The Dry Garden: Fans of native plants have reason to cheer at Nopalito nursery
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The potential for gardeners here to conserve water while glorying in the California experience is as big as the state. Yet most of us don’t seize it. According to local water managers, the problem is ‘capacity.’
By capacity, they refer to the ability of chain home improvement stores to stock drought-tolerant native and Mediterranean-climate plants alongside water-hungry turf. Building native-plant capacity in big-box stores is tough. The inventory get watered to death by untrained staff, who don’t know what the plants are much less what they need. So ‘capacity’ tends to be code for ‘forget about it’ when the subject of water conservation comes up.
Well, water managers, reality check. Nursery capacity for native plants is increasing, albeit slowly. A network of independent specialist nurseries is emerging. Most of these not only have trained staff to sell native plants but also offer courses on how to design gardens and how to tend those new Edens.
To see a fine example, glance west of the 101 freeway near the Telephone Road exit in Ventura County. There you’ll see the year-old Nopalito Native Plant Nursery, above right.
Its owners, cousins Richard Sanchez, left, and Antonio Sanchez, right, joke that the idea for Nopalito came when they ‘got drunk one night and thought, ‘What’s the least profitable business we can get into?’ '
Yet slightly more than a year after opening during the darkest days of a national recession, Nopalito is still there. The reason is the Sanchezes’ cocktail of energy, vision and experience.
After studying sustainable agriculture at Santa Rosa Junior College, Antonio worked for the Theodore Payne Foundation for Wildflowers and Native Plants in Sun Valley. He emerged conversant with the habits and needs of dozens of cultivars of the region’s best loved plants.
All the specimens at Nopalito are set out on handsome raised tables. Richard, who built the tables, understands real-world retailing. He quit a management position at Trader Joe’s to go in on the nursery, where he now runs succulent clinics. Nopalito’s succulents rival Trader Joe’s flowers for beauty, artistry and price. The nursery also sells organic salad greens and culinary herbs.
Like predecessors Theodore Payne, Rancho Santa Ana Botanic Garden in Claremont and Tree of Life Nursery in San Juan Capistrano, the Nopalito team realized that they needed to do more than sell plants. They would have to teach gardeners how to grow them. To this end, Nopalito has launched a lecture series. The good and great of California horticulture have been out pulling for them. Speakers have included Theodore Payne’s Lili Singer and Rancho Santa Ana’s Bart O’Brien.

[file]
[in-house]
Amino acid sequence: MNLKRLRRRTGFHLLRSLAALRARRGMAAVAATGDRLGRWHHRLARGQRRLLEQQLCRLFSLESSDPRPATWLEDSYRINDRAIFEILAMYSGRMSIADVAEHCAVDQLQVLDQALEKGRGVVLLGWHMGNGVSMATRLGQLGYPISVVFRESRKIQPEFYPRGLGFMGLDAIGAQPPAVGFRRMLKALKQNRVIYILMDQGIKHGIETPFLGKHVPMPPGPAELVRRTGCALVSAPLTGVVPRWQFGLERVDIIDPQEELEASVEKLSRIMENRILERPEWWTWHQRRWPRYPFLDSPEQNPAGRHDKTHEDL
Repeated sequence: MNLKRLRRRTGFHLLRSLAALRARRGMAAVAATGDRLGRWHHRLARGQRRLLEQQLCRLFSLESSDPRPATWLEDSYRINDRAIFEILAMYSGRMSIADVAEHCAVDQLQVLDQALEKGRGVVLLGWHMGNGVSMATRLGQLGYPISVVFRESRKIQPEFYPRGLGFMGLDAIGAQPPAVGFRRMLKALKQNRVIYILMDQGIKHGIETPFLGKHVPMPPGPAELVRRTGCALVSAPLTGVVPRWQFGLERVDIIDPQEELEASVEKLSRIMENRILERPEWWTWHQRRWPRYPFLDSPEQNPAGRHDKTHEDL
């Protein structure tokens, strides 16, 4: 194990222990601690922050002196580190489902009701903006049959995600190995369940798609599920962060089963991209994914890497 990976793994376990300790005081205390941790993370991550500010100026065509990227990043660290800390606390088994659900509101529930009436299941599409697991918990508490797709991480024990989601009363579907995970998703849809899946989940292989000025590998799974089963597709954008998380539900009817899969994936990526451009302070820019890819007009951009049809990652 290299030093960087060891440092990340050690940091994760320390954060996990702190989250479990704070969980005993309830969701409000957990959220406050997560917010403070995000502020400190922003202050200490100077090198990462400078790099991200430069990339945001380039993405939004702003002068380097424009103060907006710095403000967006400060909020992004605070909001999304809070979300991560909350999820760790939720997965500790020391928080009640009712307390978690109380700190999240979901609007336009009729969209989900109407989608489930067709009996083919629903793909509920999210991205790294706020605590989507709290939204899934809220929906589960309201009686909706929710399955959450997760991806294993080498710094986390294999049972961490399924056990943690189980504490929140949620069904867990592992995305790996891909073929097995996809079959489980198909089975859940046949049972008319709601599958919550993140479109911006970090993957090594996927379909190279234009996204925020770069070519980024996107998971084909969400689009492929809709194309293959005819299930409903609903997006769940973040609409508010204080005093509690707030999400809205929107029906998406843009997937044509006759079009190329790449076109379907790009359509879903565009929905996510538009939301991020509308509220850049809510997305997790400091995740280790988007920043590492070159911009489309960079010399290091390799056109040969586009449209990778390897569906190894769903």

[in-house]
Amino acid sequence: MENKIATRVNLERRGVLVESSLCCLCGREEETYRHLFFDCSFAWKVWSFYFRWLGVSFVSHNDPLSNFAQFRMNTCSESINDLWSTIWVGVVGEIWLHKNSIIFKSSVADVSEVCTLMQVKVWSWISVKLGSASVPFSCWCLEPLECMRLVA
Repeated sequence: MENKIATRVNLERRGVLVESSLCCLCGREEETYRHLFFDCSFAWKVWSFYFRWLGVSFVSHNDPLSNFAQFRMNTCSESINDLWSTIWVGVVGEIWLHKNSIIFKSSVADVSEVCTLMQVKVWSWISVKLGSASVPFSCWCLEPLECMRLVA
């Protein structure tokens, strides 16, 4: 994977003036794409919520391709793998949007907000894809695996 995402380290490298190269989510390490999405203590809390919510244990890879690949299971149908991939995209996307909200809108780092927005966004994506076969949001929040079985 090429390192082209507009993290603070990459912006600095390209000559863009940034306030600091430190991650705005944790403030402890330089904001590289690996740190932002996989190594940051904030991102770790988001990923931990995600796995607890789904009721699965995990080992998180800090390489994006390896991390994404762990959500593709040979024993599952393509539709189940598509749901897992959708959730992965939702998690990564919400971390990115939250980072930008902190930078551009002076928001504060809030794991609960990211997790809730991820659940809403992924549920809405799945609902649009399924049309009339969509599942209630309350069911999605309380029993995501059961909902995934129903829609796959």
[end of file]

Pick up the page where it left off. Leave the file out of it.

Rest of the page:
This year, the lineup is every bit as good. On Jan. 22, Rancho Santa Ana fellow Barbara Eisenstein will lead a course in gardening with native bunchgrasses. The following month, Nopalito will host Owen Dell, author of the anything-but-dumb ‘Sustainable Gardening for Dummies.’
When going to Nopalito, give yourself time to browse. About 600 varieties include not just natives but also Australian, South American and Mediterranean plants. The prices are keen. The only problem is that the owners love to tease each other and customers, so don’t think that they mean it when they suggest poison ivy for a children’s garden.
Among conventional nurseries, Roger’s Gardens in Corona del Mar and Marina del Rey Garden Center near Venice stock native plants. Poke around and there may be goodies such as California fuchsia to be found at Bellefontaine Nursery in Pasadena.
For those in search of low-water gardening courses, the January schedule includes Singer’s Thursday Garden Talks at the Los Angeles County Arboretum and Botanic Garden. Next week, Susan Van Atta will be leading a course in native flower gardening. Singer’s lineup at the Theodore Payne Foundation has a January calendar chock-a-block with lessons on design, maintenance and horticulture.
Saturday marks the beginning of Tree of Life Nursery’s latest four-part series on replacing your lawn.
Ellen Mackey, staff ecologist for the Metropolitan Water District of Southern California, will describe the dry garden maintenance program developed for the Elmer Avenue Project at the Tuesday meeting of the Los Angeles and Santa Monica Mountain chapter of the California Native Plant Society.
-- Emily Green Green’s column on sustainable gardening appears here every Friday. Also look for our Datebook listings of classes and events, posted every Monday, and our dispatches on the people and plantings in community gardens, posted every Wednesday. Follow all the garden headlines by joining us on Facebook.